Speaking of attitudes, having an open mind towards new techniques, tools and programs is really important in my opinion. In this industry the technology is always evolving and there's almost always something new popping up that looks cool and interesting so to dismiss it wihtout giving it a look seems counterproductive to me. On one hand it's easy to get stuck in your ways and not really try to evolve ("it works for me and I'm happy with it") which isn't necessarily a bad thing in itself but it does mean you can get left behind in a way. Take the not so recent transition where we started to use normalmaps. It's been used in games for at least 4-5 years by now but there are still games where the normalmaps are a mess. Wether this is due to lack of knowledge or lack of passion, the result is the same, it looks like crap. Having an interest in learning and sharing the knowledge is as much as anyone can do since you can't actually force anyone to learn new stuff unless they want to (well if you're the lead/AD you can force them...) and it will show that you're trying to improve both yourself and the general quality of work which you will hopefully be encouraged to. There are of course places where this isn't appreciated or might even be actively discouraged but you can't win all the time.

In conclusion, being able to give constructive criticism is very important as is being able to take it on board. Having an attitude of "I'm the greatest thing since sliced bread!" and ignoring what your co-workers are saying isn't going to do you any favours. Being open to knowledge no matter the source and being willing to share is the way to go. This might be a bit obvious to you but from what I've seen and heard, it really isn't that apparent to people that we are evolving as an industry every day, every week. New tools, new ideas and new processes will always come along and complement the old ways. Being able to seize on these and bend them to your will is not a bad thing and it saddens me when people treat them with suspicion. Don't fear the change!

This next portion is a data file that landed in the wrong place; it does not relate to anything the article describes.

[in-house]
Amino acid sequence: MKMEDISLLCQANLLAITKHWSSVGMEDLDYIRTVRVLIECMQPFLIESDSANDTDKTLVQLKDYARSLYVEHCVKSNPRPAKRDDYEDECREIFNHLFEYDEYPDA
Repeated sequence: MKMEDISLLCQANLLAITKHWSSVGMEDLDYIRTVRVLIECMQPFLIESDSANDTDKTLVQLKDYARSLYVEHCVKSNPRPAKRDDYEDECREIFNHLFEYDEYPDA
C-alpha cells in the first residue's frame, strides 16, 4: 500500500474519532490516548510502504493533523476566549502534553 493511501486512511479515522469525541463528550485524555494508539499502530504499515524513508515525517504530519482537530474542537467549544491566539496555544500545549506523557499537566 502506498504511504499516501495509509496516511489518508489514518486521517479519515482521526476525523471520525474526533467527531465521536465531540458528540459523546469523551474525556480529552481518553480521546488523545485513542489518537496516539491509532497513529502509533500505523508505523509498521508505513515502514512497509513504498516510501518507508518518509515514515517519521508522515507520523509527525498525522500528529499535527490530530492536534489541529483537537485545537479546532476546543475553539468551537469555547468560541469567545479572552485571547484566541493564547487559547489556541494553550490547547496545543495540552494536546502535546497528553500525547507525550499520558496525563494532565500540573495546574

Last of all, I want to apologize for the lack of images. This is supposed to be an art related blog and no images? Shame on me.

-Day after posting edit-

I remembered a few other ways to refresh your brain in regards to your own work. Taking a break if you can is a good way (look at this addendum as an example). A coffee break or ever better, a day or two without looking at it will make you come back to it and see it in a new light. Of course, in the games industry you are usually working to deadlines so being able to leave something alone for a day or two isn't always possible. If you're working on a texture, taking a step back and unfocusing your eyes will draw your attention to areas that stand out. If you're doing a 3d model, assigning it a completely black material will allow you to focus on the silhouette, making it easier to see how your model reads from a distance without any detail to distract the eyes. Team Fortress 2 is worth noting in this since each of the nine classes have distinctly different silhouettes. You can spot which class you're up against from a mile off thanks to the excellent character design. The Australian painter Bob Abrahams has a long list of things you can do to re-evaluate your work on his blog, worth a look if you want to read more about tricking your brain.

Worth noting is that this being the games industry, odds are you'll be revisiting things you've created in the past to give them a bit of extra polish and to optimize the assets. For example, those 16 sided cylinders that seemed a good idea at the time has turned into a problem and needs to be reduced to 6-8 sides. This is again something you'll get used to, things inevitably change. The only thing we as artists can do is to try and do the best job we can with the information we have, accept the changes imposed on us with dignity and then have a rant at the pub after work. In an ideal world we wouldn't have to change our work but then again, changes where you can add more detail and polish isn't always bad. The kind where you have to chop a couple of levels up and mash the pieces into a new one is less fun however but sadly it happens. In the end you'll just have to roll with it (but no one says you have to like it).